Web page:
Norway’s main sports association took aim at the Special Olympics on Friday, arguing that the royally promoted Norwegian branch of the worldwide sport movement for people with disabilities did little to actually facilitate any activities. Special Olympics President Geir Smeby denied the claims his organization lacked significance, was undemocratic and wasn’t transparent enough.
The Special Olympics in Norway (which is not related to the Paralympic Games) received NOK 2 million (USD 320,000) in government funding this year and has Princess Märtha Louise as its ambassador, reported Norwegian Broadcasting (NRK). The organization states it works specifically with the distribution of sports for disabled people, but the Norwegian Confederation of Sports (Norges idrettsforbund, NIF) said it had seen little evidence of that.
“I cannot see that Special Olympics Norway facilitates activities for people with developmental disabilities,” said NIF’s head of communications, Per Tøien. “That is something our local teams and sports associations do.”
“I’m a little shocked that they say we don’t mean anything,” Smeby responded. “It’s not like we simply exist.” He said Special Olympics had so far this year been involved in a snow-shoeing and cross country skiing event at Lillehammer, a snow-shoeing event at a school for students with intellectual disabilities, and the European alpine Special Olympics in Tryvann. He said the Heming sports club took care of the technical part, and they did the rest.
“From A to Z,” Smeby said. “From planning to taking down afterwards. There is not much activity because we are a small organization with a small money bag, but we make a difference for people with developmental disabilities. It’s not like there would be the activity if we weren’t there. We’ve seen that. We have an important role as a facilitator.”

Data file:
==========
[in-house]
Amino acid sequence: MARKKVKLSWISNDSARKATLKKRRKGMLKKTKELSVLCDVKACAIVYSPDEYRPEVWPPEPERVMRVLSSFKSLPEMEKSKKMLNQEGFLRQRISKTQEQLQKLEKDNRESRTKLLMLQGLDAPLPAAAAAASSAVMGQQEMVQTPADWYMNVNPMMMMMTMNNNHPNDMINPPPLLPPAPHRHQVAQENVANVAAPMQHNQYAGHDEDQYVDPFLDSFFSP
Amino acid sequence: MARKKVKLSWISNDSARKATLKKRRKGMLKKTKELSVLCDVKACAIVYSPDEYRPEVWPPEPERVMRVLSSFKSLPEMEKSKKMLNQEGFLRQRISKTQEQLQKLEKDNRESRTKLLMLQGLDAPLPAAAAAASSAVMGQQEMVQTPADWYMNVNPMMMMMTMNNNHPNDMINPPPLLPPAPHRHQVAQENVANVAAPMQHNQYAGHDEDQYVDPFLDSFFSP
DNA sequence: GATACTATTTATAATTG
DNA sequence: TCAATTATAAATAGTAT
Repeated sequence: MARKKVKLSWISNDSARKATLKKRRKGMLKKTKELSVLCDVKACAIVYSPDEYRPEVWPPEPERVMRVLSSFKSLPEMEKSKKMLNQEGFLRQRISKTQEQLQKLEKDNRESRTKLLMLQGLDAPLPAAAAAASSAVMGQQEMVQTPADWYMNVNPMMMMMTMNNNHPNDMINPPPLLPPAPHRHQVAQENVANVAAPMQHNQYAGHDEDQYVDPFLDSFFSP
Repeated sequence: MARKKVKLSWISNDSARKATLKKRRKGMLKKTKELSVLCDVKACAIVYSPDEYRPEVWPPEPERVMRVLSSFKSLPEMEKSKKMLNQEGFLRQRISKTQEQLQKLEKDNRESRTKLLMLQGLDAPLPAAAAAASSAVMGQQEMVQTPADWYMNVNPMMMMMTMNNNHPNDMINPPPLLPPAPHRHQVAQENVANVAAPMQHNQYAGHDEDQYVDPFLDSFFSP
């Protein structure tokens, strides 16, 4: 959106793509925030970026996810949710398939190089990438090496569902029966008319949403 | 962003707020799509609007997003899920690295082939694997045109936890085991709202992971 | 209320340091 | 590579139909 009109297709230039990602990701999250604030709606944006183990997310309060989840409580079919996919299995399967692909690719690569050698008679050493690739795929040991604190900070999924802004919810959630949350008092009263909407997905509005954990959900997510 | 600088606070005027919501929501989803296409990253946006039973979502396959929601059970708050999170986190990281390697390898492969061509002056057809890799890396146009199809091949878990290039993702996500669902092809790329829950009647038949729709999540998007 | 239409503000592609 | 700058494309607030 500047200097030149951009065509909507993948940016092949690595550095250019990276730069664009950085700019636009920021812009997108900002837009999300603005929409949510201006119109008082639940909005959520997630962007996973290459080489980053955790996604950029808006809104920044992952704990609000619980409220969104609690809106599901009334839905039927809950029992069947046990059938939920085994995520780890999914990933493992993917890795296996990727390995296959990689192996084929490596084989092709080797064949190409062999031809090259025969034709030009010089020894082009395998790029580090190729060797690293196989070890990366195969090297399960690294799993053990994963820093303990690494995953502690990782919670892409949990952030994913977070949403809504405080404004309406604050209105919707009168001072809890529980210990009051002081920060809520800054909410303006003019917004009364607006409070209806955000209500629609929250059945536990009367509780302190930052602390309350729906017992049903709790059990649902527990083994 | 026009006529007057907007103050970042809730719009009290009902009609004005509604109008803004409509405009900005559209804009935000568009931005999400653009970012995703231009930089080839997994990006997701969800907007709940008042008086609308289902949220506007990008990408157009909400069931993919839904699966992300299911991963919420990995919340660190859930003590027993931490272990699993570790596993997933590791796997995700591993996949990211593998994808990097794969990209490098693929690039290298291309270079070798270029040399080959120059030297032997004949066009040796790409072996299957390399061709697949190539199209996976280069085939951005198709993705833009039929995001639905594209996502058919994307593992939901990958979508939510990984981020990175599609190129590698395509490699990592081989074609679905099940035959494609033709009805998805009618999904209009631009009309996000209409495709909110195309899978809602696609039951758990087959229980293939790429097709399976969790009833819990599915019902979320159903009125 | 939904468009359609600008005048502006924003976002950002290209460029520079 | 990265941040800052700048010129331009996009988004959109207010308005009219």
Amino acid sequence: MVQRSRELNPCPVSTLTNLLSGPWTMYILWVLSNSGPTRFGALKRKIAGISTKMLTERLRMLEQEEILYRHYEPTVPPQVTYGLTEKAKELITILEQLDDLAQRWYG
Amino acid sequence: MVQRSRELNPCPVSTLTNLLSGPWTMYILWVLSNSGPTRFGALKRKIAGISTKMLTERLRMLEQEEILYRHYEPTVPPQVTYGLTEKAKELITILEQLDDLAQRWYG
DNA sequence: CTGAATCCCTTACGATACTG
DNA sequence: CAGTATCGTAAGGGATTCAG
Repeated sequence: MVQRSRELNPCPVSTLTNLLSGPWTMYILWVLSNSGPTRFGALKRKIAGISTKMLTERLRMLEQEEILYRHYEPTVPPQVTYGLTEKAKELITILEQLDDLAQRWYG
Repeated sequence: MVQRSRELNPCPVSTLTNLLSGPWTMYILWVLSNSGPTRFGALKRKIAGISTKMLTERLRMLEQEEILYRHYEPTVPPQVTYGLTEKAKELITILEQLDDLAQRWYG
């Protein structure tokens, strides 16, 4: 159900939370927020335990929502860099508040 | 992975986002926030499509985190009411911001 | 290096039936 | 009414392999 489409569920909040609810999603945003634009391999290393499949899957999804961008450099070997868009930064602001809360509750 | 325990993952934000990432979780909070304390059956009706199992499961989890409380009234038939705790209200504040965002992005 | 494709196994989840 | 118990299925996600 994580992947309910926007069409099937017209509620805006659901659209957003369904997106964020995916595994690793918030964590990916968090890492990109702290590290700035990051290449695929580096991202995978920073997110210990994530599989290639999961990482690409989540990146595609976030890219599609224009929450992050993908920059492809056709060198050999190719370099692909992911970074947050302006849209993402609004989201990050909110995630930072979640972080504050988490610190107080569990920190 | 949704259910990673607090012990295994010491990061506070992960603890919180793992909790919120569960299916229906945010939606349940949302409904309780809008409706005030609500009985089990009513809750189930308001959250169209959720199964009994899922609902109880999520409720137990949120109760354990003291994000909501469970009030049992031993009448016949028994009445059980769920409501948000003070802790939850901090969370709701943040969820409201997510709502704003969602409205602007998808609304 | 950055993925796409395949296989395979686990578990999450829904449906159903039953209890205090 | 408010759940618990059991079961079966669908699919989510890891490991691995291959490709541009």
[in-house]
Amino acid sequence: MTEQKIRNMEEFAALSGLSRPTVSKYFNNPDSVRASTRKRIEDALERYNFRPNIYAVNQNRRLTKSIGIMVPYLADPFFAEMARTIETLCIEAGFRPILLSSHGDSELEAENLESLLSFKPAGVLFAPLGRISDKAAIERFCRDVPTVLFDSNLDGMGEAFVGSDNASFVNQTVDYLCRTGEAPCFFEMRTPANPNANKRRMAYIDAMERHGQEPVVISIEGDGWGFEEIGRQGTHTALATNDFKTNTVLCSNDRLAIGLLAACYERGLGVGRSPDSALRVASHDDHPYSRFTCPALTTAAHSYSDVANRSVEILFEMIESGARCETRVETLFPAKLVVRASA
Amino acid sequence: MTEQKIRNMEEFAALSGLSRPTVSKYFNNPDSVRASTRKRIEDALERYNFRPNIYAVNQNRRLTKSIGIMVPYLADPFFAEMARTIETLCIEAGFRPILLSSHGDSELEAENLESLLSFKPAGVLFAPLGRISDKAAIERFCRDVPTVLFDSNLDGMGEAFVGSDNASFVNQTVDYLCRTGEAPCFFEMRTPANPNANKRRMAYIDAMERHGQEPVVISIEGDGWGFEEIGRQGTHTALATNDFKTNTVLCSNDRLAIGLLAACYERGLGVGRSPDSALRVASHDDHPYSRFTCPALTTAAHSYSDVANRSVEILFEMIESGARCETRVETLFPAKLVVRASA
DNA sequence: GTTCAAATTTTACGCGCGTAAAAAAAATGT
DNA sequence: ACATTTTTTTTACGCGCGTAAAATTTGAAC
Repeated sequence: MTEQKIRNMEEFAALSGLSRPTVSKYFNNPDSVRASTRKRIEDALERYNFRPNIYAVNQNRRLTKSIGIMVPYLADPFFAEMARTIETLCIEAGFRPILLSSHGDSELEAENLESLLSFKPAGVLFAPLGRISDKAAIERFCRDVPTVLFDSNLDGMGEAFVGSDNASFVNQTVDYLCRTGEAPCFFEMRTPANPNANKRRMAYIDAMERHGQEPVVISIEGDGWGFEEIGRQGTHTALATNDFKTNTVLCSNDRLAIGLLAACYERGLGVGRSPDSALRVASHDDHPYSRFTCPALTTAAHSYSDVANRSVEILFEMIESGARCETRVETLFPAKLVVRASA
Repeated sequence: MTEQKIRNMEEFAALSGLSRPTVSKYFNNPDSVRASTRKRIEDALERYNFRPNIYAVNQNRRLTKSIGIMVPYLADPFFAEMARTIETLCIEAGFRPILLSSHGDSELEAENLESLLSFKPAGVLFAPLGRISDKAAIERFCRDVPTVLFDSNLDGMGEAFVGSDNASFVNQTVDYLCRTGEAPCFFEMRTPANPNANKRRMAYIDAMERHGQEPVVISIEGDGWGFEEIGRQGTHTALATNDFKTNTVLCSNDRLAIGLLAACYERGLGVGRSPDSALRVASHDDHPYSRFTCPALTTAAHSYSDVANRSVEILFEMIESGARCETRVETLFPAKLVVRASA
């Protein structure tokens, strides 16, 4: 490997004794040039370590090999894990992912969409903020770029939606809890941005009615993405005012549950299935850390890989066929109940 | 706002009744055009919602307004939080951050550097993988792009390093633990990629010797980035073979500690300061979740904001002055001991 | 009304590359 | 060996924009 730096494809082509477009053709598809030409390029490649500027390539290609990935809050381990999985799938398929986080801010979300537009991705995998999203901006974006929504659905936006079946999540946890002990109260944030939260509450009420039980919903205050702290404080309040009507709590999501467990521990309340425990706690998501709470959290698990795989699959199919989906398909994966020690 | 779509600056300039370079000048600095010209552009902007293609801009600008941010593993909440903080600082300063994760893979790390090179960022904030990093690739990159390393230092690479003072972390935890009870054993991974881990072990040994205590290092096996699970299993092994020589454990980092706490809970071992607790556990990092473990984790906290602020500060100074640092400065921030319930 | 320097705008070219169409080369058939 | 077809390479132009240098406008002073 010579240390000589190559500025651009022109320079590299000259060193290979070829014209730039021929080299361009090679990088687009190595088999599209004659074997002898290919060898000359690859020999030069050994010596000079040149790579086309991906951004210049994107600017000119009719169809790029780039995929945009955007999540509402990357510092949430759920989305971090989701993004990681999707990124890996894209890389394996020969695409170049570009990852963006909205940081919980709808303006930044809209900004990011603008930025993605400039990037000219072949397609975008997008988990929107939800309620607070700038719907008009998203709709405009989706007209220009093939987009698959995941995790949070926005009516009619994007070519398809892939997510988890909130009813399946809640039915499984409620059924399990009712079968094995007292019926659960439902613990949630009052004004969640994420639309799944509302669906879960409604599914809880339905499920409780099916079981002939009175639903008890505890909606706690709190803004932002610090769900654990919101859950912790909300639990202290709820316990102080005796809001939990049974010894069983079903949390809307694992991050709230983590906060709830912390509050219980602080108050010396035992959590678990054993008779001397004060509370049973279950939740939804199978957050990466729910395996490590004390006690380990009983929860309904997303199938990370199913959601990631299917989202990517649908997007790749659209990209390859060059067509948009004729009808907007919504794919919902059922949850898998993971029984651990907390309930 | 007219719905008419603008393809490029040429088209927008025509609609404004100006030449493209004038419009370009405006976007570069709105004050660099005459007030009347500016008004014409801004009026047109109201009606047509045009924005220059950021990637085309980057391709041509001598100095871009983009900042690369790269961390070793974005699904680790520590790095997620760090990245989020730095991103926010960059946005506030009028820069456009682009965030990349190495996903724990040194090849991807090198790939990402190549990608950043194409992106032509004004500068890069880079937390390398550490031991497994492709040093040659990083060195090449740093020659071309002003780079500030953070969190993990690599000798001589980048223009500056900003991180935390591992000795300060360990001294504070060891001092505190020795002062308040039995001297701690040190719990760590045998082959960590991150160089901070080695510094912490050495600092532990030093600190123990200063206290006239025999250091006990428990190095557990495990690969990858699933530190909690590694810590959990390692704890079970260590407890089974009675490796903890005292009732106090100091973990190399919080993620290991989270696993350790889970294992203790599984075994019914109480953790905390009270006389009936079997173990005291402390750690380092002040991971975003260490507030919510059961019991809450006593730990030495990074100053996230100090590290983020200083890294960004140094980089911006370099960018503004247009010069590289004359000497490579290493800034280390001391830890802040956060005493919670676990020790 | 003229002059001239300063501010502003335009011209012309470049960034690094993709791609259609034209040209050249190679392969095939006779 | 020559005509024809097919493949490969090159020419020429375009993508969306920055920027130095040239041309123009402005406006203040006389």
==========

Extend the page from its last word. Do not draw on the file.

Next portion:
Donations lack transparency
Last week, Special Olympics was one of three groups added to the observation list of Innsamlingskontrollen, the organization which safeguards the public’s charitable donations to various cultural, humanitarian and religious causes. The watchdog monitors organizations to make sure they operate and manage funds in a satisfactory way.
“We believe that these organizations operate in a way that donors should be made aware of,” said Borre Hagen, managing director of fundraising in a press statement. “Special Olympics Norway has, despite a submitted application to the collection registry, only in a limited way answered inquiries about accounting and costs. They have also organized the fundraising activities through Bistandshuset AS. That means that only 25 percent of collected funds go to the organization before distribution for the purpose.”
NRK reported Bistandshuset AS took 75 percent of all funds raised in fees. Special Olympics Norway in turn owns 40 percent of the shares in Bistandshuset.
Smeby said he was content with the fact only a quarter of donations actually ended up with the organization. He said they have no income other than the NOK 2 to 3 million raised each year, and the alternative would be having no activities for people with disabilities at all.
NIF disagreed, arguing the input Special Olympics made was irrelevant to the running of events. The leader of the Norwegian Association for Persons with Developmental Disabilities (Norsk Forbund for Utviklingshemmede, NFU) supported the NIF’s claims. Jens Petter Gitlesen told NRK most of the efforts for running activities for disabled people come through the NIF and their local affiliations.
Gitlesen cautioned Health Minister Bent Høie over the state’s support of Special Olympics, given the issues raised around its fundraising methods and its actual engagement in sports. “It is positive that the developmentally disabled are named in the government’s platform, and it is positive that you strengthen sports for the developmentally disabled, but you must ensure that the funds you give actually lead to a strengthening and contribution to sports for the disabled,” he said.
He argued there was not enough democracy and transparency around the Norwegian branch leadership, and any complaints were referred to the Special Olympics in Europe or internationally. The Royal Palace declined, as usual, to comment on the criticism against an organization fronted by Princess Martha Louise.
Smeby denied the NIF and NFU’s suite of allegations, saying the organization had a board which was based on different functions, appointed by Special Olympics Europe. “They have a person who is well-acquainted with Norway, and there are Norwegians who work in the international system,” he said.